End of memo. (Incidentally, Piterberg is an Argentine-born Israeli who left the country some years back.)

Now I am not a director of Campus Watch (ten points off right there), and it’s not my place to defend it. I happen not to think the website is a blacklist. Nor do I think the classroom is a clandestine cell or a security agency, whose members are bound by an oath of secrecy. (Professors who treat the classroom as a place of indoctrination and initiation might think differently.) And the notion that there is something wrong when students report what their professors publish—well, it’s been rumored that if you publish something, anyone can read it. Perhaps it’s to keep those “spies” from “reporting” his ideas that Professor Piterberg has been careful to keep his own list of publications short.

But the really comic part comes at the end. Piterberg claims to be on the “blacklist” of Campus Watch. Now for the life of me, I haven’t been able to find his name anywhere on the site. He wasn’t the subject of one of the “dossiers” of the original “egregious eight.” He doesn’t appear on the list of persons who sent in their own names, in “solidarity” with the eight. In fact, Campus Watch hasn’t put out anything about him at all. Same thing with James Gelvin. (I myself have written about Gelvin—not a “listing” but 1,000 reasoned words— and I wrote them not for Campus Watch, but for the journal I edit.)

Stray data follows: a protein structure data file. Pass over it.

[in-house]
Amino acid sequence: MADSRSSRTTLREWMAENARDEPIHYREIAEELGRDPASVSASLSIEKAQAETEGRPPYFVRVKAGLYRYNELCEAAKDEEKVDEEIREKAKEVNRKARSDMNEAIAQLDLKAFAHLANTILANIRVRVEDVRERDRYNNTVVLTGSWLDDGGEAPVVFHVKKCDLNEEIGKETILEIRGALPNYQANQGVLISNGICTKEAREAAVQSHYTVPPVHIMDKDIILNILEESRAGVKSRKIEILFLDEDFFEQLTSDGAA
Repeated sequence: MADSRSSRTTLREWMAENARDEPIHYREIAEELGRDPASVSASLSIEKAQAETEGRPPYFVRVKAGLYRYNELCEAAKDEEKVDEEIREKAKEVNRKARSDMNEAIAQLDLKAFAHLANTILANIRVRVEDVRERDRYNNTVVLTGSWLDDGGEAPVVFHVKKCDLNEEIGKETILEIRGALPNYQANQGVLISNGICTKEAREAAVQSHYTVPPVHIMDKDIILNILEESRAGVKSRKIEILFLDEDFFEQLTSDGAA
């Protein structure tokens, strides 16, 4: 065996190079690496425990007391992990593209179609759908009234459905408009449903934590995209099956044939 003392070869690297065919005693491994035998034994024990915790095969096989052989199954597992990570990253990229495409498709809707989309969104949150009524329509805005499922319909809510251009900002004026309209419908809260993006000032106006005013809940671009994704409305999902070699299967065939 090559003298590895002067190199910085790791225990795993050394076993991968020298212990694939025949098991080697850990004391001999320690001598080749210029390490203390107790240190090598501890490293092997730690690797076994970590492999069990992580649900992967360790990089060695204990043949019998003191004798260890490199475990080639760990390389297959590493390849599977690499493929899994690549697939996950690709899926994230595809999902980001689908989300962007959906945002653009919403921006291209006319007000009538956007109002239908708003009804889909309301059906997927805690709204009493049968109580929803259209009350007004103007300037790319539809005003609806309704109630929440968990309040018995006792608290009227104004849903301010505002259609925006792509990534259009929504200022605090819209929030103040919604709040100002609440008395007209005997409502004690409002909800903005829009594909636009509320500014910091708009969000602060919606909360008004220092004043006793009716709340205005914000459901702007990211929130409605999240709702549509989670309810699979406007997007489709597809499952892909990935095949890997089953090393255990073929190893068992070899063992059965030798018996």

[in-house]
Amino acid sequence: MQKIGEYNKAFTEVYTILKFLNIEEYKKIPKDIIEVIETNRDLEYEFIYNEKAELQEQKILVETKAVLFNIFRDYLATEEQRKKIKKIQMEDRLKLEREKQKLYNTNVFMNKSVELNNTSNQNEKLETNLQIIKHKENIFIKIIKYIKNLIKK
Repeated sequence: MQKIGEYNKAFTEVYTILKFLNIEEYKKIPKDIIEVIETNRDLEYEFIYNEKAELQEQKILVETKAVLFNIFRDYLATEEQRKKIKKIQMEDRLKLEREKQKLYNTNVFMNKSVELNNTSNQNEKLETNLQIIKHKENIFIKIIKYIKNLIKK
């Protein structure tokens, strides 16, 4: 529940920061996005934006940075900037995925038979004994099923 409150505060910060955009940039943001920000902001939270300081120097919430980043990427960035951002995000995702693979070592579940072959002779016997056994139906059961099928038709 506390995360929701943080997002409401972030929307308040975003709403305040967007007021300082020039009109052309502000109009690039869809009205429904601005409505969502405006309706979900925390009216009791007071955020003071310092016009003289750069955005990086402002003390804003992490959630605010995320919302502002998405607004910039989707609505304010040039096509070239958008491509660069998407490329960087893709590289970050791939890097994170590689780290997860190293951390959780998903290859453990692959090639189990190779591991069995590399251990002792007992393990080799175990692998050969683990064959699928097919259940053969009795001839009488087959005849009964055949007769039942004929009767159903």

Finally, as far as UCLA being one of the “major targets” of Campus Watch: until the website posted Piterberg’s memo, it didn’t even have an entry for UCLA under its “Survey of Institutions.”

So what’s going on here? Life is imitating art. Piterberg desperately wants to be “blacklisted” by Campus Watch, because being “blacklisted” by Daniel Pipes is a credential. He wants all his colleagues on the hallway to slap him on the back, to tell him “We’re with you!” He wants the sympathy regularly accorded to a victim. And so he’s completely fabricated his own “blacklisting.” It’s a self-serving fiction, which marvelously brings my little parody to life.